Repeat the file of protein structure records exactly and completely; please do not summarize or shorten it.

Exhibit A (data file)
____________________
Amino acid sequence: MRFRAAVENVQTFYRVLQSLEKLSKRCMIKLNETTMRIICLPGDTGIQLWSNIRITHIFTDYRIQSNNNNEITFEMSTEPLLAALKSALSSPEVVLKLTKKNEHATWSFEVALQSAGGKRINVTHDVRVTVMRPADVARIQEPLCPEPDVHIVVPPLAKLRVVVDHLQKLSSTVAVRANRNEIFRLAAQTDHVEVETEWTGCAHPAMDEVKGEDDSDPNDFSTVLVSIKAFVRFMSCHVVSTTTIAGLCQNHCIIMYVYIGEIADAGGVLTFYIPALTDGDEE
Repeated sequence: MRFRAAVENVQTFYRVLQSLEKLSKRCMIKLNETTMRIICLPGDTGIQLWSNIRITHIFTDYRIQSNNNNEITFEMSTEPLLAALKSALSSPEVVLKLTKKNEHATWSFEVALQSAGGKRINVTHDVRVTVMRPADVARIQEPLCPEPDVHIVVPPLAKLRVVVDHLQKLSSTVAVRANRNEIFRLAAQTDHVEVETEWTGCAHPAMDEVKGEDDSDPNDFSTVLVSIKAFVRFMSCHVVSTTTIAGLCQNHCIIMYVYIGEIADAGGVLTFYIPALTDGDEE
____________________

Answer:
Amino acid sequence: MRFRAAVENVQTFYRVLQSLEKLSKRCMIKLNETTMRIICLPGDTGIQLWSNIRITHIFTDYRIQSNNNNEITFEMSTEPLLAALKSALSSPEVVLKLTKKNEHATWSFEVALQSAGGKRINVTHDVRVTVMRPADVARIQEPLCPEPDVHIVVPPLAKLRVVVDHLQKLSSTVAVRANRNEIFRLAAQTDHVEVETEWTGCAHPAMDEVKGEDDSDPNDFSTVLVSIKAFVRFMSCHVVSTTTIAGLCQNHCIIMYVYIGEIADAGGVLTFYIPALTDGDEE
Repeated sequence: MRFRAAVENVQTFYRVLQSLEKLSKRCMIKLNETTMRIICLPGDTGIQLWSNIRITHIFTDYRIQSNNNNEITFEMSTEPLLAALKSALSSPEVVLKLTKKNEHATWSFEVALQSAGGKRINVTHDVRVTVMRPADVARIQEPLCPEPDVHIVVPPLAKLRVVVDHLQKLSSTVAVRANRNEIFRLAAQTDHVEVETEWTGCAHPAMDEVKGEDDSDPNDFSTVLVSIKAFVRFMSCHVVSTTTIAGLCQNHCIIMYVYIGEIADAGGVLTFYIPALTDGDEE